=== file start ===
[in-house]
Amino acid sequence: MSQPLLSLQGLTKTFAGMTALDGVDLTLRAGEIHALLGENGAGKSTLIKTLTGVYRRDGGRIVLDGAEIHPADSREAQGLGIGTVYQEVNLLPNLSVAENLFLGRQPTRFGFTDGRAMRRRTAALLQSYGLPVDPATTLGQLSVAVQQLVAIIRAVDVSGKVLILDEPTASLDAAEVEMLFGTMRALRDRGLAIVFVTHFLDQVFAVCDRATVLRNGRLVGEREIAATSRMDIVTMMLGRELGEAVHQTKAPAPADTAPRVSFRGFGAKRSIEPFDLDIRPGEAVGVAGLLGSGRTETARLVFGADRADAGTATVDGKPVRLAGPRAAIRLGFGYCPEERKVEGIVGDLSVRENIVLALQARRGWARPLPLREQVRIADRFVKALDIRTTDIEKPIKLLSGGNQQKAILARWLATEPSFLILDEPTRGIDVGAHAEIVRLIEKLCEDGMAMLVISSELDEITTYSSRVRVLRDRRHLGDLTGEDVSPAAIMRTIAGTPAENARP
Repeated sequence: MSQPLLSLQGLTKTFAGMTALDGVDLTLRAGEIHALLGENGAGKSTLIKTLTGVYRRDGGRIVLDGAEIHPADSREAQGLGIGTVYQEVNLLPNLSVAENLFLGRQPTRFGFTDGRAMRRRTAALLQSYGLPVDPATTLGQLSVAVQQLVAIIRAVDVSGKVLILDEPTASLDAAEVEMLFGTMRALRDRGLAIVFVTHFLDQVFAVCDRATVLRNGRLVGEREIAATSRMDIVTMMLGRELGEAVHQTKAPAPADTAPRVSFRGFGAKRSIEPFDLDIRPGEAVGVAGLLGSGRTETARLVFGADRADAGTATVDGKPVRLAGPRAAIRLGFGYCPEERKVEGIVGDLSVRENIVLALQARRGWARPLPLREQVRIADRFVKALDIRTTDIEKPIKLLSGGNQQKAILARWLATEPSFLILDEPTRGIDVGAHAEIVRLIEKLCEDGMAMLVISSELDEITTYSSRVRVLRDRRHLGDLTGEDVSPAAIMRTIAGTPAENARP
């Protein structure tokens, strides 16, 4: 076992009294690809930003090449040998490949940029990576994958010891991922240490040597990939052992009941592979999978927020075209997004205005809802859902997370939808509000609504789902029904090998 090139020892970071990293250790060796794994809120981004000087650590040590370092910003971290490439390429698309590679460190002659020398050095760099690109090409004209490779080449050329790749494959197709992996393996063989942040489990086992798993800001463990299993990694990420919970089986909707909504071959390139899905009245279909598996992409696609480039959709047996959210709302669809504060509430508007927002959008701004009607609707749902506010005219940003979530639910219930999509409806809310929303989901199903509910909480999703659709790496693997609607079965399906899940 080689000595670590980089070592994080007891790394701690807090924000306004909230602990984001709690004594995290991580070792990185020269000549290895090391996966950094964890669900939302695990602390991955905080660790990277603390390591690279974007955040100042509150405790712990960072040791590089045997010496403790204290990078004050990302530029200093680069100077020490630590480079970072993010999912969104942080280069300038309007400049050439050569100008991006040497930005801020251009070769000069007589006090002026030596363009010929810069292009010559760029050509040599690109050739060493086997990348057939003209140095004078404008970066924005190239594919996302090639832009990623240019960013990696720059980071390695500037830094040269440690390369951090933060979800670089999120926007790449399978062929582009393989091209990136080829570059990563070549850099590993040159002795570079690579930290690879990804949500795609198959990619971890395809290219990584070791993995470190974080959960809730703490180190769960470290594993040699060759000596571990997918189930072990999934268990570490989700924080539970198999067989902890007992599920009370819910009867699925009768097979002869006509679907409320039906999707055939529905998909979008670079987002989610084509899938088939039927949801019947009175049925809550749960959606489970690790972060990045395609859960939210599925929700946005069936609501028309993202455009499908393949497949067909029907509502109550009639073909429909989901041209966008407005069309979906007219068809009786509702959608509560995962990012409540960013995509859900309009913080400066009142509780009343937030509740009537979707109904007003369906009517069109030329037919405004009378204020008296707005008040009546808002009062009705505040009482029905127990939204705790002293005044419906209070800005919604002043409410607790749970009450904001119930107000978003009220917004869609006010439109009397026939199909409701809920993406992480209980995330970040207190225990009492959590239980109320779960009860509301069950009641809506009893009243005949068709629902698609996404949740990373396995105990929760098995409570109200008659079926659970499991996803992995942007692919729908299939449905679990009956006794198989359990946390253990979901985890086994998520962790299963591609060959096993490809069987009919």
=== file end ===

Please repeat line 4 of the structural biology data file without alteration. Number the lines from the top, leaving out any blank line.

């Protein structure tokens, strides 16, 4: 076992009294690809930003090449040998490949940029990576994958010891991922240490040597990939052992009941592979999978927020075209997004205005809802859902997370939808509000609504789902029904090998 090139020892970071990293250790060796794994809120981004000087650590040590370092910003971290490439390429698309590679460190002659020398050095760099690109090409004209490779080449050329790749494959197709992996393996063989942040489990086992798993800001463990299993990694990420919970089986909707909504071959390139899905009245279909598996992409696609480039959709047996959210709302669809504060509430508007927002959008701004009607609707749902506010005219940003979530639910219930999509409806809310929303989901199903509910909480999703659709790496693997609607079965399906899940 080689000595670590980089070592994080007891790394701690807090924000306004909230602990984001709690004594995290991580070792990185020269000549290895090391996966950094964890669900939302695990602390991955905080660790990277603390390591690279974007955040100042509150405790712990960072040791590089045997010496403790204290990078004050990302530029200093680069100077020490630590480079970072993010999912969104942080280069300038309007400049050439050569100008991006040497930005801020251009070769000069007589006090002026030596363009010929810069292009010559760029050509040599690109050739060493086997990348057939003209140095004078404008970066924005190239594919996302090639832009990623240019960013990696720059980071390695500037830094040269440690390369951090933060979800670089999120926007790449399978062929582009393989091209990136080829570059990563070549850099590993040159002795570079690579930290690879990804949500795609198959990619971890395809290219990584070791993995470190974080959960809730703490180190769960470290594993040699060759000596571990997918189930072990999934268990570490989700924080539970198999067989902890007992599920009370819910009867699925009768097979002869006509679907409320039906999707055939529905998909979008670079987002989610084509899938088939039927949801019947009175049925809550749960959606489970690790972060990045395609859960939210599925929700946005069936609501028309993202455009499908393949497949067909029907509502109550009639073909429909989901041209966008407005069309979906007219068809009786509702959608509560995962990012409540960013995509859900309009913080400066009142509780009343937030509740009537979707109904007003369906009517069109030329037919405004009378204020008296707005008040009546808002009062009705505040009482029905127990939204705790002293005044419906209070800005919604002043409410607790749970009450904001119930107000978003009220917004869609006010439109009397026939199909409701809920993406992480209980995330970040207190225990009492959590239980109320779960009860509301069950009641809506009893009243005949068709629902698609996404949740990373396995105990929760098995409570109200008659079926659970499991996803992995942007692919729908299939449905679990009956006794198989359990946390253990979901985890086994998520962790299963591609060959096993490809069987009919």